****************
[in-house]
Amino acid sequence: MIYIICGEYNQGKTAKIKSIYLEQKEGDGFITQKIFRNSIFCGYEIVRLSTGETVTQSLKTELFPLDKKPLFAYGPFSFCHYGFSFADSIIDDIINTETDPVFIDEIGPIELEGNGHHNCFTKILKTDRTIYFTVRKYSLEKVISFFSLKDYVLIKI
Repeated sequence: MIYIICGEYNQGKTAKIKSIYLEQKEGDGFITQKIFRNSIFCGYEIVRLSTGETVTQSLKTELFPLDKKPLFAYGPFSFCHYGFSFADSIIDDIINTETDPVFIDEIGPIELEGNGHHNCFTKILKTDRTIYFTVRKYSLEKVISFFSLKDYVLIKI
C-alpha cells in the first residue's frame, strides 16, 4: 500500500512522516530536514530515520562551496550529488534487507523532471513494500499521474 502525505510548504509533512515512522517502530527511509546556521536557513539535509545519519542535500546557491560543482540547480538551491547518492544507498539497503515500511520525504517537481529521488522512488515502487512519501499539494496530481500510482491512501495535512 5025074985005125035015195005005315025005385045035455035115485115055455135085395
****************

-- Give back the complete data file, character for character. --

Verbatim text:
[in-house]
Amino acid sequence: MIYIICGEYNQGKTAKIKSIYLEQKEGDGFITQKIFRNSIFCGYEIVRLSTGETVTQSLKTELFPLDKKPLFAYGPFSFCHYGFSFADSIIDDIINTETDPVFIDEIGPIELEGNGHHNCFTKILKTDRTIYFTVRKYSLEKVISFFSLKDYVLIKI
Repeated sequence: MIYIICGEYNQGKTAKIKSIYLEQKEGDGFITQKIFRNSIFCGYEIVRLSTGETVTQSLKTELFPLDKKPLFAYGPFSFCHYGFSFADSIIDDIINTETDPVFIDEIGPIELEGNGHHNCFTKILKTDRTIYFTVRKYSLEKVISFFSLKDYVLIKI
C-alpha cells in the first residue's frame, strides 16, 4: 500500500512522516530536514530515520562551496550529488534487507523532471513494500499521474 502525505510548504509533512515512522517502530527511509546556521536557513539535509545519519542535500546557491560543482540547480538551491547518492544507498539497503515500511520525504517537481529521488522512488515502487512519501499539494496530481500510482491512501495535512 5025074985005125035015195005005315025005385045035455035115485115055455135085395